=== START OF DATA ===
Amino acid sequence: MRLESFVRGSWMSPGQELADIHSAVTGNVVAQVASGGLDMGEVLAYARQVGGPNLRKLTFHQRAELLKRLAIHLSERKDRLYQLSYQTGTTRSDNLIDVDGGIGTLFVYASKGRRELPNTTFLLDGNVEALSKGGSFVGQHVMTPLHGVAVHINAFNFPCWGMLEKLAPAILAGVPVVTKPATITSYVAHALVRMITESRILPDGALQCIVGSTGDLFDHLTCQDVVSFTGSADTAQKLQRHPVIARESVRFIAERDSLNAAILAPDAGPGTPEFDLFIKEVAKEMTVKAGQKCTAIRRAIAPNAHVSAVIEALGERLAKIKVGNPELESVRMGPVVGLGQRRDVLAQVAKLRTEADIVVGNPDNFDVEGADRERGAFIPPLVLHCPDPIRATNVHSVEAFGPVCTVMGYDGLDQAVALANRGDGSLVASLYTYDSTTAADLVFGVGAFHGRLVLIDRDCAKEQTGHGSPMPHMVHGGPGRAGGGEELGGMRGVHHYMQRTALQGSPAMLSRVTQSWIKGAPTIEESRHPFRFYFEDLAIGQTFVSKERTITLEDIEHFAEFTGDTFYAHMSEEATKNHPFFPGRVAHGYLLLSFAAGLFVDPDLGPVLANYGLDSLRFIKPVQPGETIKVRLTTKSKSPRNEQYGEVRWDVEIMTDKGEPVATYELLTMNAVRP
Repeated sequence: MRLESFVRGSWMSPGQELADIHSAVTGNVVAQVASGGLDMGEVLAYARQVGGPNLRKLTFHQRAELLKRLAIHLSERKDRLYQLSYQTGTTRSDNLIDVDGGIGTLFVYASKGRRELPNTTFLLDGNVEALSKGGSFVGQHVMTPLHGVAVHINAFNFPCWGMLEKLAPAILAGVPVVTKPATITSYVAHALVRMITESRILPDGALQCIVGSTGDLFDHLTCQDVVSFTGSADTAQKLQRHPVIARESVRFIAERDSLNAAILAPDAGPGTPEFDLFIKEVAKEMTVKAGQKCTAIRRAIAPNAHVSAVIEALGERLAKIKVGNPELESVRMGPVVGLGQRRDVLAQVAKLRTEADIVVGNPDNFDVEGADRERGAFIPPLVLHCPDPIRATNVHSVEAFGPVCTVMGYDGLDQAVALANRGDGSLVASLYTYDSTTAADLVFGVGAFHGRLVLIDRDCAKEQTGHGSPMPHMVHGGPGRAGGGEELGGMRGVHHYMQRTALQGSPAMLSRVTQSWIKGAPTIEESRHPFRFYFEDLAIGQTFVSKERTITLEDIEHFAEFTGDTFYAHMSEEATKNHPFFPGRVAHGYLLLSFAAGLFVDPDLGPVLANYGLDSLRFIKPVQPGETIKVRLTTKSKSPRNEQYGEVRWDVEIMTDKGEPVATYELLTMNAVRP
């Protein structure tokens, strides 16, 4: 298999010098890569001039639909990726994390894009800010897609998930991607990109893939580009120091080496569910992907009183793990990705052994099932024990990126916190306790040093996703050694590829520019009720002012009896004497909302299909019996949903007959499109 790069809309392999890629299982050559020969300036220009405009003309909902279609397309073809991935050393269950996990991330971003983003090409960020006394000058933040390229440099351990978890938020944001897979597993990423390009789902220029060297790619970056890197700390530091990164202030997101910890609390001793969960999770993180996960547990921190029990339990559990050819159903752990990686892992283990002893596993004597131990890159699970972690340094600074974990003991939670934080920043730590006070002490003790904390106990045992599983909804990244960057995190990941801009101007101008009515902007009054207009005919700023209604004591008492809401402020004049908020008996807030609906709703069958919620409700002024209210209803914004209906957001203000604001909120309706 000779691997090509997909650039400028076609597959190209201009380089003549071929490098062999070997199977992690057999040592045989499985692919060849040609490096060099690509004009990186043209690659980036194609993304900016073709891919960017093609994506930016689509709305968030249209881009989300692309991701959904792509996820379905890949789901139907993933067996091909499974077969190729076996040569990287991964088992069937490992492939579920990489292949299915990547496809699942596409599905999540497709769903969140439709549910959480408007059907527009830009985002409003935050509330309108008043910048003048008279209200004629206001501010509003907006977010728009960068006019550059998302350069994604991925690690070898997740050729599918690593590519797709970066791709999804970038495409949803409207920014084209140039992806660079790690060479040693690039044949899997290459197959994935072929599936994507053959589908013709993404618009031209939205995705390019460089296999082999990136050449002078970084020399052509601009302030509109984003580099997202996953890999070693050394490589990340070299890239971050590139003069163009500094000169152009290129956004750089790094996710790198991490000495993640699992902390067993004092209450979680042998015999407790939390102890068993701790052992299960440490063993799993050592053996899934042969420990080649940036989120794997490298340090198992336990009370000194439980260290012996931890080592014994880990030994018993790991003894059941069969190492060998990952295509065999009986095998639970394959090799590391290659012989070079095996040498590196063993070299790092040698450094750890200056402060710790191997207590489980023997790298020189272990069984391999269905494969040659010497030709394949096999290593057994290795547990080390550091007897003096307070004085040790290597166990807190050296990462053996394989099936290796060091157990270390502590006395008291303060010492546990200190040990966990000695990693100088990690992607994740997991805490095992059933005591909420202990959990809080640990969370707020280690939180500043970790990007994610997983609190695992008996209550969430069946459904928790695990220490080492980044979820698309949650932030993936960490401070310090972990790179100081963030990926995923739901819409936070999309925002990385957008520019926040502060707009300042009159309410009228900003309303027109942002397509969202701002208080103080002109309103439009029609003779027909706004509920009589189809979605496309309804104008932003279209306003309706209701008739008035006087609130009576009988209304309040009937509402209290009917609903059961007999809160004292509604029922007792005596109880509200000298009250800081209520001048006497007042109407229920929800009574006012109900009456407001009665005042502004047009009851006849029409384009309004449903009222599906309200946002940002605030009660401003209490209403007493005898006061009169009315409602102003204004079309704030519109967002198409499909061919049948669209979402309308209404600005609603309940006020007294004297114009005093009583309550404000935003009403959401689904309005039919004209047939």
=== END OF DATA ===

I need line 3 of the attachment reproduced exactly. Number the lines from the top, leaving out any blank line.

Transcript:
């Protein structure tokens, strides 16, 4: 298999010098890569001039639909990726994390894009800010897609998930991607990109893939580009120091080496569910992907009183793990990705052994099932024990990126916190306790040093996703050694590829520019009720002012009896004497909302299909019996949903007959499109 790069809309392999890629299982050559020969300036220009405009003309909902279609397309073809991935050393269950996990991330971003983003090409960020006394000058933040390229440099351990978890938020944001897979597993990423390009789902220029060297790619970056890197700390530091990164202030997101910890609390001793969960999770993180996960547990921190029990339990559990050819159903752990990686892992283990002893596993004597131990890159699970972690340094600074974990003991939670934080920043730590006070002490003790904390106990045992599983909804990244960057995190990941801009101007101008009515902007009054207009005919700023209604004591008492809401402020004049908020008996807030609906709703069958919620409700002024209210209803914004209906957001203000604001909120309706 000779691997090509997909650039400028076609597959190209201009380089003549071929490098062999070997199977992690057999040592045989499985692919060849040609490096060099690509004009990186043209690659980036194609993304900016073709891919960017093609994506930016689509709305968030249209881009989300692309991701959904792509996820379905890949789901139907993933067996091909499974077969190729076996040569990287991964088992069937490992492939579920990489292949299915990547496809699942596409599905999540497709769903969140439709549910959480408007059907527009830009985002409003935050509330309108008043910048003048008279209200004629206001501010509003907006977010728009960068006019550059998302350069994604991925690690070898997740050729599918690593590519797709970066791709999804970038495409949803409207920014084209140039992806660079790690060479040693690039044949899997290459197959994935072929599936994507053959589908013709993404618009031209939205995705390019460089296999082999990136050449002078970084020399052509601009302030509109984003580099997202996953890999070693050394490589990340070299890239971050590139003069163009500094000169152009290129956004750089790094996710790198991490000495993640699992902390067993004092209450979680042998015999407790939390102890068993701790052992299960440490063993799993050592053996899934042969420990080649940036989120794997490298340090198992336990009370000194439980260290012996931890080592014994880990030994018993790991003894059941069969190492060998990952295509065999009986095998639970394959090799590391290659012989070079095996040498590196063993070299790092040698450094750890200056402060710790191997207590489980023997790298020189272990069984391999269905494969040659010497030709394949096999290593057994290795547990080390550091007897003096307070004085040790290597166990807190050296990462053996394989099936290796060091157990270390502590006395008291303060010492546990200190040990966990000695990693100088990690992607994740997991805490095992059933005591909420202990959990809080640990969370707020280690939180500043970790990007994610997983609190695992008996209550969430069946459904928790695990220490080492980044979820698309949650932030993936960490401070310090972990790179100081963030990926995923739901819409936070999309925002990385957008520019926040502060707009300042009159309410009228900003309303027109942002397509969202701002208080103080002109309103439009029609003779027909706004509920009589189809979605496309309804104008932003279209306003309706209701008739008035006087609130009576009988209304309040009937509402209290009917609903059961007999809160004292509604029922007792005596109880509200000298009250800081209520001048006497007042109407229920929800009574006012109900009456407001009665005042502004047009009851006849029409384009309004449903009222599906309200946002940002605030009660401003209490209403007493005898006061009169009315409602102003204004079309704030519109967002198409499909061919049948669209979402309308209404600005609603309940006020007294004297114009005093009583309550404000935003009403959401689904309005039919004209047939």